The US Supreme Court on Tuesday let stand a series of lower-court opinions endorsing a broad view of what constitutes the crime of piracy – a move that will make it significantly easier for the government to prosecute and convict suspected Somali pirates in federal court.
The high court turned aside an appeal by five Somali nationals convicted of firing shots from a small skiff at a US Navy frigate on patrol 600 miles off the coast of Somalia on April 1, 2010.
The warship, the USS Nicholas, returned fire and sank the boat. Three men were taken prisoner. Two others were captured on another small boat nearby.
The action was part of an international response to widespread violence against cargo ships off the coast of Somalia. The alleged pirates would fire upon and board civilian ships and then hold the ship, cargo, and crew hostage until hefty ransoms were paid.
The Somalis are said to have mistaken the warship for a commercial vessel.
All five prisoners were brought to the United States and charged with piracy. They were subsequently convicted and sentenced to mandatory terms of life in prison on the piracy charge, plus 80 years for firearms and other violations.
On appeal, defense lawyers argued that their clients’ encounter with the US warship did not amount to piracy. The historic definition of piracy was robbery at sea, they said. Since their clients never forcibly boarded the warship or removed anything of value from it, they could not be prosecuted for robbery at sea.
Federal prosecutors countered that the definition of piracy had broadened since Congress passed the piracy statute in 1819. Under international law, they said, piracy includes a wider range of hostile acts.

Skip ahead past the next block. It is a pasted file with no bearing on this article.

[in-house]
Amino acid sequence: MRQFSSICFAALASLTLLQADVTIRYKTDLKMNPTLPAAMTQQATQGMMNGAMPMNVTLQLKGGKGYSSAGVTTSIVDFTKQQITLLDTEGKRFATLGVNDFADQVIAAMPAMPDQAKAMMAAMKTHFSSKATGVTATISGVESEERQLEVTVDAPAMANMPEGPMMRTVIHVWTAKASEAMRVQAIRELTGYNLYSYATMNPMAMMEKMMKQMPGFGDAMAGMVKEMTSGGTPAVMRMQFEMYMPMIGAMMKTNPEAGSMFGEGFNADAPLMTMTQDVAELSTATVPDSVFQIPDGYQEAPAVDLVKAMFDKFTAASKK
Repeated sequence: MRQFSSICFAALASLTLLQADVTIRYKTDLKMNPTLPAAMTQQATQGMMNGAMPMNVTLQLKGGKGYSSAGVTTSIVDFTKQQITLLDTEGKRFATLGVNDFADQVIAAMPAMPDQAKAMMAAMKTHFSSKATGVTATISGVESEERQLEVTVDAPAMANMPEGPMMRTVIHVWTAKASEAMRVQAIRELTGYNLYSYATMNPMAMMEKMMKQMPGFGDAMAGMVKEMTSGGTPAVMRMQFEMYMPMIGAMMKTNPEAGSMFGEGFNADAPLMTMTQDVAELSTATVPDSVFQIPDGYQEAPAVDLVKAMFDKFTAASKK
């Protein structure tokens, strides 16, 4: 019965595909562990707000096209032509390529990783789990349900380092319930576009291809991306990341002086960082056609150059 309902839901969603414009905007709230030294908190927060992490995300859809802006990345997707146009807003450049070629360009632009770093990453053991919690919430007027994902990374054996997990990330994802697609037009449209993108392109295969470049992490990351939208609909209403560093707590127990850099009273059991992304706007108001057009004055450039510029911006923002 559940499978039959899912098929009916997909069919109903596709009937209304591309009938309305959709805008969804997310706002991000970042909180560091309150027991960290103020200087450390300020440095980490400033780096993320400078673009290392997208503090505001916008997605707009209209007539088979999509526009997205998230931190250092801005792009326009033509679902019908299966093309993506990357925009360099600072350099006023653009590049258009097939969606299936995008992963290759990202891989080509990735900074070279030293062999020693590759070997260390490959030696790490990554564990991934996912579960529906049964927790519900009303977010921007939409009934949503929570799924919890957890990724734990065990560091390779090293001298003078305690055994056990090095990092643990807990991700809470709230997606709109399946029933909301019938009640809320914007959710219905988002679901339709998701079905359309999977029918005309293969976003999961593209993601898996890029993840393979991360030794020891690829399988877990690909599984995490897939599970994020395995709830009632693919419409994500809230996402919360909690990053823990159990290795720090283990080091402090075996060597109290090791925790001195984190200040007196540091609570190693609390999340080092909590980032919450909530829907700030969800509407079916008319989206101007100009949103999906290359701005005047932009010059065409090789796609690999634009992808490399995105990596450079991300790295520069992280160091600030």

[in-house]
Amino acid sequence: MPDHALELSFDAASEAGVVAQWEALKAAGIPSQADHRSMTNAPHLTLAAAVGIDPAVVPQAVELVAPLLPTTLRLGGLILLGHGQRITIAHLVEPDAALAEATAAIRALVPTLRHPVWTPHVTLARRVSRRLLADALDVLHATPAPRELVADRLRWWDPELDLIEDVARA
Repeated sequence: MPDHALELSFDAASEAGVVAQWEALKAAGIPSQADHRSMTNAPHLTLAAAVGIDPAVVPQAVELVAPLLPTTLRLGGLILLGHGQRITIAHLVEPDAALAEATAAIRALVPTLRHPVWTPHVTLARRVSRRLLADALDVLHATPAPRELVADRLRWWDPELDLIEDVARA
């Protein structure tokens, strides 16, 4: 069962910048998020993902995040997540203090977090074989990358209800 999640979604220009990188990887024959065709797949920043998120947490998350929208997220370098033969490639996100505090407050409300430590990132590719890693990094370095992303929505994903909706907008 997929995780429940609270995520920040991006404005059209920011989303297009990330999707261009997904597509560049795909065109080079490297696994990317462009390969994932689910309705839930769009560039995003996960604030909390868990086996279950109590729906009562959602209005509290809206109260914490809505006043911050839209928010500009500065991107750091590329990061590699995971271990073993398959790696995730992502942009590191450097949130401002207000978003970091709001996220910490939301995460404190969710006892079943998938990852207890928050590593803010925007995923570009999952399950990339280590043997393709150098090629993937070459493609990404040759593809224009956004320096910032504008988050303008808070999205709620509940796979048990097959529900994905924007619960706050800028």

A federal judge agreed, and that ruling was upheld by the Fourth Circuit Court of Appeals in Richmond, Va.
A second group of five Somali nationals raised the same issue before their federal trial on piracy charges.
The second group allegedly fired a shot from a skiff at the USS Ashland on April 10, 2010, while the warship was on patrol in the Gulf of Aden.
The US warship returned fire, sank the skiff, and took all five Somali nationals into custody. Like the others, they were taken to the US to stand trial on piracy charges.
The federal judge presiding over that case ruled in the Somalis’ favor, dismissing the piracy charge against the men.
On appeal, the Fourth Circuit overturned the federal judge, citing its ruling in the USS Nicholas case.
Lawyers for both groups of Somalis urged the Supreme Court to consider whether the Fourth Circuit was correct in permitting judges to embrace a broad definition of “piracy” that exceeds Congress’s 1819 definition of “robbery at sea.”
The justices rejected both appeals without comment.
“Mere firing of a weapon at a ship does not constitute piracy for purposes of the Piracy Statute,” lawyers for the Somalis argued in their brief to the court.
Government prosecutors countered that the piracy statute was not limited to robbery at sea, but embraced a wide range of modern developments in international law.
Geremy Kamens, assistant federal public defender, said his clients face a draconian punishment of mandatory life in prison if convicted of piracy. But, he added, the case raised a more fundamental issue: whether US judges have the power to define elements of a federal crime based on their view of the state of modern international law.
“Under the Constitution’s separation of powers, federal courts lack authority to make laws,” Mr. Kamens wrote.
If the justices allowed the Fourth Circuit opinion to stand, he warned, it would “pave the way for judges to legislate based on evolving standards – even if those standards did not exist at the time the criminal offense was enacted.”
James Theuer, a Norfolk, Va., lawyer representing the group of Somalis already convicted, wrote in his brief that the Fourth Circuit decision undercuts nearly 200 years of jurisprudence supporting a narrow reading of the piracy statute.
The cases are Dire v. US (12-6529) and Said v. US (12-6576).